Windows Community Toolkit Now Works with Project Reunion 0.5 (but No UWP)
Microsoft's claim that its recently released Project Reunion 0.5 for unified Windows desktop development would soon see support by third-party sources that provide "ecosystem technologies," including the .NET Foundation's Windows Community Toolkit (WCT), is ringing true.
"The WCT is currently working on supporting Project Reunion 0.5 in the near future. It provides tons of new controls and capabilities for use in your WinUI app," Microsoft said earlier this week in announcing Project Reunion 0.5.
It's an initiative that "empowers all Windows apps (not just UWP/MSIX) with modern Windows UI, APIs and platform features, including back-compat support, shipped via NuGet."
For one thing, that means the the same tooling for classic Windows Desktop (Win32) and Universal Windows Platform (UWP) applications via the WinUI 3 component, as we reported in February. It uses Fluent Design to provide a native user experience (UX) framework for both Win32/UWP.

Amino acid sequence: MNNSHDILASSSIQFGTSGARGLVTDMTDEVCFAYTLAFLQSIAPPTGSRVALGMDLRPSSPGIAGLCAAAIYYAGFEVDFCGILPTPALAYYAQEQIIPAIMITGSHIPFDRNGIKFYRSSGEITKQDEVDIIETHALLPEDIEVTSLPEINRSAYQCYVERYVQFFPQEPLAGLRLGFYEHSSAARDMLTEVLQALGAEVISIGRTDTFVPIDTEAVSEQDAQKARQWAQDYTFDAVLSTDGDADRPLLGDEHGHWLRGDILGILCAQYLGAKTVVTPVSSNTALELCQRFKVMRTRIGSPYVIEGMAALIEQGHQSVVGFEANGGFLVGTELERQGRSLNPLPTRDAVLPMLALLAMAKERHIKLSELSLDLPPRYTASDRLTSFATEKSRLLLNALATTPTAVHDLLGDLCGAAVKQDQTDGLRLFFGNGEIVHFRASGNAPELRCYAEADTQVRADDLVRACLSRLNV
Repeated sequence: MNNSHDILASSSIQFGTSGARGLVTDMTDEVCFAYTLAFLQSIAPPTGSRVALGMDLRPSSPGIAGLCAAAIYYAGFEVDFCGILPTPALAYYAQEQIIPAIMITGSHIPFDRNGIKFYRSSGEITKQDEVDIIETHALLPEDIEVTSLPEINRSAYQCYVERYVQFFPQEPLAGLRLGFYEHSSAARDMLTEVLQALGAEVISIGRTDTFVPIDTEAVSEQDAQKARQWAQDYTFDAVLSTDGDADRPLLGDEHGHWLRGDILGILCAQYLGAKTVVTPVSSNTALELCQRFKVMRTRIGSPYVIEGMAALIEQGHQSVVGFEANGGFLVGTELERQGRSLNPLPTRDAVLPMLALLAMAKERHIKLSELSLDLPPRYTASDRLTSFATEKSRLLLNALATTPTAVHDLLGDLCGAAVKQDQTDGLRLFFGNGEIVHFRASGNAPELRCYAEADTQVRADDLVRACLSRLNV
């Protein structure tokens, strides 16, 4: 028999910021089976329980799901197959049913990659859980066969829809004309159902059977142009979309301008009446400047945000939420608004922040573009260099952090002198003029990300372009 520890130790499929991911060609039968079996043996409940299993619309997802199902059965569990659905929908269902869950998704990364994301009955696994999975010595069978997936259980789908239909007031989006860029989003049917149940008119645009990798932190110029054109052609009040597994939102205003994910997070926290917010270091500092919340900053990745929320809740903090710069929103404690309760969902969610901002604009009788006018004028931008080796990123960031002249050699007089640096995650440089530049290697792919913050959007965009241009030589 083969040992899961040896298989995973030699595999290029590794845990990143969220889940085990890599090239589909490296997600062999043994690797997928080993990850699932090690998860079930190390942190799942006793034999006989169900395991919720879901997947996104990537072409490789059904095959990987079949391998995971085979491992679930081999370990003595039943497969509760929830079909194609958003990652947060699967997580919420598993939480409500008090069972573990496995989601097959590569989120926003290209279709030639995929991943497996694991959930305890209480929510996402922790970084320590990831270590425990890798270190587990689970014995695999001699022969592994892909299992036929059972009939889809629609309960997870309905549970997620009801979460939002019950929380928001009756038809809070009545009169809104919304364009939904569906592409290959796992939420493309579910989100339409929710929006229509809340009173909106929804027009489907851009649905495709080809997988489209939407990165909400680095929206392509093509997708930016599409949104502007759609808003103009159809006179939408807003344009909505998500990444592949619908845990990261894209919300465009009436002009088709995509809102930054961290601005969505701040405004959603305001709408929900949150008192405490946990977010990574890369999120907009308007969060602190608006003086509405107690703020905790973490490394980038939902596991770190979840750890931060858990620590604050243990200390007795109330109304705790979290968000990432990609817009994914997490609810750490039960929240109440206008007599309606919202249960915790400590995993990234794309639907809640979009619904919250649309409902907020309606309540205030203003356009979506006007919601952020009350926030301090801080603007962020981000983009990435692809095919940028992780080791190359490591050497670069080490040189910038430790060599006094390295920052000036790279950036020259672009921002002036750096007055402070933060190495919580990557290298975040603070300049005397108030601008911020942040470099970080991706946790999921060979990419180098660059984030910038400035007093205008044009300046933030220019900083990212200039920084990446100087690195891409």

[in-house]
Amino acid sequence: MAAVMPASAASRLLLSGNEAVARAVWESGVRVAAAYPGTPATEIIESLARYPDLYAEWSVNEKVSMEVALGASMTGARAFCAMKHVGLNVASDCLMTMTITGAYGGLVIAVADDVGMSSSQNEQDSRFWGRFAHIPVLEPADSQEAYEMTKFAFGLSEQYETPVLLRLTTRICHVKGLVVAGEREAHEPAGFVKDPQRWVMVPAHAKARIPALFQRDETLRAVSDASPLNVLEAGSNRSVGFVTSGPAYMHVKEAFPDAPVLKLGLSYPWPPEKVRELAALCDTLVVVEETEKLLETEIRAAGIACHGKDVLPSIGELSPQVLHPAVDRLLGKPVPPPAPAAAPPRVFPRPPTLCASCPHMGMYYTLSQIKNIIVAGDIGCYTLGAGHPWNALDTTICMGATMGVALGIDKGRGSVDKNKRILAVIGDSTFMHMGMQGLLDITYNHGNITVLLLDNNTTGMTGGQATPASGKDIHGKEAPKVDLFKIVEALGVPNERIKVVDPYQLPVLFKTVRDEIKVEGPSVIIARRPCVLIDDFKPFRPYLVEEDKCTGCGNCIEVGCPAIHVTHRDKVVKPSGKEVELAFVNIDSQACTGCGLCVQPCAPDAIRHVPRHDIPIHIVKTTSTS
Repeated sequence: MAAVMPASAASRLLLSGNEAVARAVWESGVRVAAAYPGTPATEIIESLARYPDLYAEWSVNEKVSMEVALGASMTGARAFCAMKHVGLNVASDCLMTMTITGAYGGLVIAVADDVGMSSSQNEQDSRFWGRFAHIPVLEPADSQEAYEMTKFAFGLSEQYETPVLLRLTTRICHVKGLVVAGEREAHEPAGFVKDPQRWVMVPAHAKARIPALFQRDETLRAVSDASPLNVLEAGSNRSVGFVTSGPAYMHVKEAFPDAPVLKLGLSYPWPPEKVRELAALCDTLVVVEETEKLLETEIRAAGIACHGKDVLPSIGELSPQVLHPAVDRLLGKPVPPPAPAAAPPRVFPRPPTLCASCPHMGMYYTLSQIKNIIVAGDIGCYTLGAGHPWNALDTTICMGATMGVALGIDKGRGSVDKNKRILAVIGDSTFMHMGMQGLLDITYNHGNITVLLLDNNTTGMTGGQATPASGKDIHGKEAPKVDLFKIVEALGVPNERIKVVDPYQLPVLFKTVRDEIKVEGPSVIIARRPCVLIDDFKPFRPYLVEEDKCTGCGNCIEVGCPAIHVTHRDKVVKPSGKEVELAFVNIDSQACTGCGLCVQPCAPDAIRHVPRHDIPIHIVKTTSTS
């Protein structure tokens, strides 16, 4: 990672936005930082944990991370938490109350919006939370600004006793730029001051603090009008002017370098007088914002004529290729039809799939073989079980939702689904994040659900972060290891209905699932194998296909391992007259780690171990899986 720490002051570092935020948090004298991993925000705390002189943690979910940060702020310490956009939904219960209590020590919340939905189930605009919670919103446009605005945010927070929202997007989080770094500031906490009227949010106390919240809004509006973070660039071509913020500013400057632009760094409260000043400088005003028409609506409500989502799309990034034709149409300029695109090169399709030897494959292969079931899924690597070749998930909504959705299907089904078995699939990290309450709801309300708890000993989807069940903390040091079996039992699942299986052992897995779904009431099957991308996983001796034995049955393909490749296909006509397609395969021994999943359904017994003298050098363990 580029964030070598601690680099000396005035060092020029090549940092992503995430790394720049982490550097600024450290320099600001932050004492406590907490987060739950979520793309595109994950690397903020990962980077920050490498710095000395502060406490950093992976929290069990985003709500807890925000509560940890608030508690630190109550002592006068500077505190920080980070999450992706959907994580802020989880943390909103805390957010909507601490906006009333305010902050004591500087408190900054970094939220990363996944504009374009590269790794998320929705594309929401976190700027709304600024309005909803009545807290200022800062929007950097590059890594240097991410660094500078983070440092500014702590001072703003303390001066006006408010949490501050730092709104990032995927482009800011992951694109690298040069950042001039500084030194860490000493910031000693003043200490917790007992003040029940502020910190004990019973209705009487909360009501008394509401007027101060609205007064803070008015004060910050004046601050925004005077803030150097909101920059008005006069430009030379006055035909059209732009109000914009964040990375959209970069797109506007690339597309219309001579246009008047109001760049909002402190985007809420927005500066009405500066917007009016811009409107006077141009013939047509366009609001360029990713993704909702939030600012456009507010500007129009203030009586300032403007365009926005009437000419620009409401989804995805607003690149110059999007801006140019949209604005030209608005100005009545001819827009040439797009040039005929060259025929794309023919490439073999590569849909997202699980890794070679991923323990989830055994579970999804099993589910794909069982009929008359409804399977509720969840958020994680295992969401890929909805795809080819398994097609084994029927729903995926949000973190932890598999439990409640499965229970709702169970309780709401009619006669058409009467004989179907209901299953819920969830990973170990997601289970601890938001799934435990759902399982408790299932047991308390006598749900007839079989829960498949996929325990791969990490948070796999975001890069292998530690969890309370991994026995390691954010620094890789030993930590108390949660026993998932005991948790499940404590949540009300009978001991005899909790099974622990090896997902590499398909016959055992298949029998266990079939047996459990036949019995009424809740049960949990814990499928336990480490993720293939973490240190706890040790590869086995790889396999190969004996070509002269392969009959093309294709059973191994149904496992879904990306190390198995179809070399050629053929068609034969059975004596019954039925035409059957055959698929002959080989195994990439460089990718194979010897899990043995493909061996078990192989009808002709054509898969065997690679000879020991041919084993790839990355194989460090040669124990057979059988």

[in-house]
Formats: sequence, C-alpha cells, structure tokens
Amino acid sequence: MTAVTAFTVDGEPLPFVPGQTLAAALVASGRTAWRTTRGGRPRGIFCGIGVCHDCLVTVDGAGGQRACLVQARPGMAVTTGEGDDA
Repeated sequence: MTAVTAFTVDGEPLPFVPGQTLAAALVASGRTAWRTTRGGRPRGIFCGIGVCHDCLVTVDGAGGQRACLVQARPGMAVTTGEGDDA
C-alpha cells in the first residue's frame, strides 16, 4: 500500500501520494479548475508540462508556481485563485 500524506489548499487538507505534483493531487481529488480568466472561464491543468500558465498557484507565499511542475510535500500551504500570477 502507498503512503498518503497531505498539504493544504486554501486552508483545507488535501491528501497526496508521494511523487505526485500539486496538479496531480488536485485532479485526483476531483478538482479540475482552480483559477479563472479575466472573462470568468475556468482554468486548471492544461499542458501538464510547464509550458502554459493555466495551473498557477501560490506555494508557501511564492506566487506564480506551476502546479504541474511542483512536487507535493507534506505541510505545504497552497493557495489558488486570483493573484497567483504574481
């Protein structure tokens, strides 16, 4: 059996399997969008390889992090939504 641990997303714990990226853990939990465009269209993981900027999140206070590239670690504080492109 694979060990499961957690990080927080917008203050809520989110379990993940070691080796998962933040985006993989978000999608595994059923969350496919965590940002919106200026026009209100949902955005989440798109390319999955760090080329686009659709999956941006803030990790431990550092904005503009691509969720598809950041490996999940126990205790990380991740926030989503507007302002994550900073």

Microsoft says it evolves the UWP/XAML platform by separating the XAML UI framework from the Windows OS so developers can use new features of XAML on older Windows 10 versions without having to upgrade the OS.
The Windows Community Toolkit, meanwhile is an open source project providing helper functions, extensions and custom controls designed to simplify and demonstrate common developer tasks when building UWP and .NET apps for Windows 10.
Today (April 1), the WCT team announced that aforementioned support for Project Reunion 0.5, just three days after its debut (some other ecosystem technology sources were already onboard).
"Today, we're releasing an update to the Windows Community Toolkit compatible with WinUI 3 and Project Reunion 0.5 for Desktop apps built with .NET 5!" said Michael Hawker. "The Windows Community Toolkit team has been working alongside the WinUI team to report issues and ensure the Toolkit works on WinUI 3! We've been doing the same with the Win2D team as well!"
The bulk of the post details how to use the new tooling to create this:
Hawker also listed known limitations, including this one limiting things to .NET 5 desktop development (not UWP) for right now:
The Windows Community Toolkit for WinUI 3 packages are currently only geared towards .NET 5 Desktop development. The toolkit has been tested against the 'UWP' sandboxed versions of WinUI as well, but won't ship a public package until the latest .NET tooling is supported for that environment. (See tracking on dotnet and the WinUI 3 Roadmap.) If you're an existing UWP app today, we recommend you leverage the WinUI 2.x library and styles with our existing Microsoft.Toolkit.Uwp.* packages in the meantime.
The Project Reunion roadmap provides more information.
David Ramel is an editor and writer for Converge360.